Victims and shared responsibility: There are many reasons that we take precautions even if we would be legally in the right had we not taken those steps. These reasons can be centered around personal safety, money, or legal or moral issues. These reasons apply to law abiding, contributing homeowners, as well as those in the criminal justice system. And everyone in between. We can avoid being victims by taking action even when we are “in the right.”
This 10 minute episode will help us in our lives, and help us to think through the issues surrounding us.
Victims and shared responsibility: Personal safety and money reasons: We lock our cars and homes when empty. Many homeowners have installed cameras and alarms. We have homeowner’s insurance, and renters should have renter’s insurance. We add smoke and fire alarms to help protect us, and all of us should have fire extinguishers.
If someone, perhaps a random vandal or a mentally unstable person, set fire to a portion of the outside of our home, we would call the fire department, then start hosing down the burn area. We certainly would not say, “That’s wrong; that should never be happening”, and do nothing. Right or wrong, fair or unfair, our responsibility is to minimize the damage. That is the opposite of doing nothing, then embracing our status as a victim to gain attention, sympathy, or money or other compensation.
Legal reasons: Right-of-way analogy taught in Driver’s Ed in a public school. Last clear chance to avoid. Don’t die holding onto the concept of having the right-of-way. You might indeed have had the right-of-way, but you are still just as dead after the crash. The last clear chance doctrine says that in personal injury cases, even if the plaintiff was negligent in an accident, he can still recover damages, if the defendant could have avoided the accident by using ordinary and reasonable care.
The military taught me a related and equally important lesson. If you think an order is stupid, unfair or wrong, don’t disobey. Follow the order, then complain and sort things out afterward. This piece of wisdom can clearly be applied to the criminal justice world. If a cop gives you an order, follow it. If an injustice has been done, seek compensation and other sorts of satisfaction later. And we all know that resisting arrest is far more likely to cause harm to the resistor than it is to lead to any type of perceived justice by allowing the suspect to escapeMoral: “Lock your car, take your keys. Don’t help start a kid on a life of crime.”
That was the beginning of an oft-played public service radio announcement I remember from my youth. Note the emphasis on protecting the youth, not on saving the listener from having their car stolen. And I am certain that this announcement was not absolving car thieves of any crimes if they found keys that were left in an unlocked car. It was clearly pointing out that victims can bear some responsibility as well as the perpetrators. And I love it that the central point of this spot was to avoid tempting the would-be car thief. The implied–but secondary–point was about keeping your car from being stolen. Of course, people have every right to ignore this good advice, and if their car is stolen, the thief still needs to be caught and punished.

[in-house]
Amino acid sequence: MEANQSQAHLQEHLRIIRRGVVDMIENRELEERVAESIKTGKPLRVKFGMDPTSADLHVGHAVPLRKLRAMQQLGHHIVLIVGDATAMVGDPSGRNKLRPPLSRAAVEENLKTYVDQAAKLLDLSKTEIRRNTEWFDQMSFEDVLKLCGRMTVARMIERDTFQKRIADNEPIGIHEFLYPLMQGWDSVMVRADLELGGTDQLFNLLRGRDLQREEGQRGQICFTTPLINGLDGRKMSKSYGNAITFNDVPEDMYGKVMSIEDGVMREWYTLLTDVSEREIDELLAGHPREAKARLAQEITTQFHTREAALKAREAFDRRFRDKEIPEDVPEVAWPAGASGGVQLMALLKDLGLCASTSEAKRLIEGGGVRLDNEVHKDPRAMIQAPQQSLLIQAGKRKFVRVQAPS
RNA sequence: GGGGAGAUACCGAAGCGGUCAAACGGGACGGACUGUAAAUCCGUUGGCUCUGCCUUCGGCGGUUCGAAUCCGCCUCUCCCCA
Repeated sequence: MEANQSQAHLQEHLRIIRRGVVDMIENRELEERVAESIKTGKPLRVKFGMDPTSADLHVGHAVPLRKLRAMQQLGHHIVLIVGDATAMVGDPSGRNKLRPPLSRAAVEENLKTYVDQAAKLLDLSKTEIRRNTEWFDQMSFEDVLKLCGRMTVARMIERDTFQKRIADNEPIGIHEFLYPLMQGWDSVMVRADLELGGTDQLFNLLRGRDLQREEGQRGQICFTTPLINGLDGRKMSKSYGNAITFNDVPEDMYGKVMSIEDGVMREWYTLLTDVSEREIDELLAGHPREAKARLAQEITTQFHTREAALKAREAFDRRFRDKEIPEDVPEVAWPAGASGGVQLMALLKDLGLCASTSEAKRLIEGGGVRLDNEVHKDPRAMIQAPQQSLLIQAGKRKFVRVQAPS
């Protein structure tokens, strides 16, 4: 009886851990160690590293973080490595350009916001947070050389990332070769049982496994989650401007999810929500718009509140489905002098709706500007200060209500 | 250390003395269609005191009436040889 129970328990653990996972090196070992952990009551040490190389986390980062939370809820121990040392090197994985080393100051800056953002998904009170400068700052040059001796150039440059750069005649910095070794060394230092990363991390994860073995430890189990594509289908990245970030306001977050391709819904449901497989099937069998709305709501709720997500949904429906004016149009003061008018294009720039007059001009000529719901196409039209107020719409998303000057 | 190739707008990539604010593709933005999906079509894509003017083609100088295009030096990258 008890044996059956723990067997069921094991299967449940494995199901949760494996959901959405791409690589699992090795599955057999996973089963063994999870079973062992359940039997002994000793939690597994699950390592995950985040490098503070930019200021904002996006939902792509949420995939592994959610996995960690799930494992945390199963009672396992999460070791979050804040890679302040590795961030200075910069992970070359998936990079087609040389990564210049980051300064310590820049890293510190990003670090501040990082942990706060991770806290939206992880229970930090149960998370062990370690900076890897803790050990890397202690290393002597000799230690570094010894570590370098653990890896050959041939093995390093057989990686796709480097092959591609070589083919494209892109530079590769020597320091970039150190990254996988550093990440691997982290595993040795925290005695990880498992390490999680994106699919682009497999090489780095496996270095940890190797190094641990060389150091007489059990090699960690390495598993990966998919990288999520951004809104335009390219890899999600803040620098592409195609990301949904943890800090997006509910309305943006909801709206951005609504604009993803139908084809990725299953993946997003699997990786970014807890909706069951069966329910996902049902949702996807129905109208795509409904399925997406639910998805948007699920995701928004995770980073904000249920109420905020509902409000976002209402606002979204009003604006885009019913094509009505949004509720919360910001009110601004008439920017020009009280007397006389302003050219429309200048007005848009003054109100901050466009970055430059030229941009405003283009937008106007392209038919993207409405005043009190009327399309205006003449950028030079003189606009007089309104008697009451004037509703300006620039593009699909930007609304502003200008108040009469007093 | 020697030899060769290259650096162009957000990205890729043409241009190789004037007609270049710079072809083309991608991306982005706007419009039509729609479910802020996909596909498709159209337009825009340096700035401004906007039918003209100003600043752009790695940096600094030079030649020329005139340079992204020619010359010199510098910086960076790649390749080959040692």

Let’s look at a recent example: Former cop Kim Potter’s manslaughter conviction for killing Daunte Wright; three entities share responsibility here. Ms. Potter made a tragic and inexcusable error when she pulled and fired her gun instead of pulling and activating her taser. The small Brooklyn Center Police Department’s live fire training was woefully inadequate. Daunte Wright would be alive today if he had not been resisting arrest, attempting to drive away from the arresting officers.
And George Floyd. Mr. Floyd would be alive today if he had not been resisting arrest. And so many others. Shared responsibility, not all one entity’s fault. Neither Mr. Wright nor Mr. Floyd deserved to die for resisting arrest. And our justice system emphatically agreed by convicting both killers. Both officers were legally and morally wrong. And Daunte Wright and George Floyd could have chosen to be alive today, free to make their case against any perceived injustices in our criminal justice system. Follow the order then question and protest.
Moving away from criminal activity, here are some other really useful examples:
1. Personal Responsibility; take it, teach it and,
2. Be Your Brother’s Keeper. The answer to the biblical question, “Am I my brother’s keeper?” is a ringing, unequivocal “Yes.” There is no other answer.
Where do you stand? What are you going to do? Remember, it does not matter where you stand if you don’t do anything. You can start by subscribing to these episodes, and encouraging others to subscribe with you.
As always, whatever you do, do it in love. Without love, anything we do is empty. 1 Corinthians 16:1.
As we get ready to wrap up, please do respond in the episodes with comments or questions about this episode or anything that comes to mind, or connect with me on Twitter, @willluden, Facebook, facebook.com/will.luden, and LinkedIn, www.linkedin.com/in/willluden/. And you can subscribe on your favorite device through Apple Podcasts, Google Podcasts, Spotify and wherever you listen to podcasts.
This is Will Luden. We’ll talk again soon.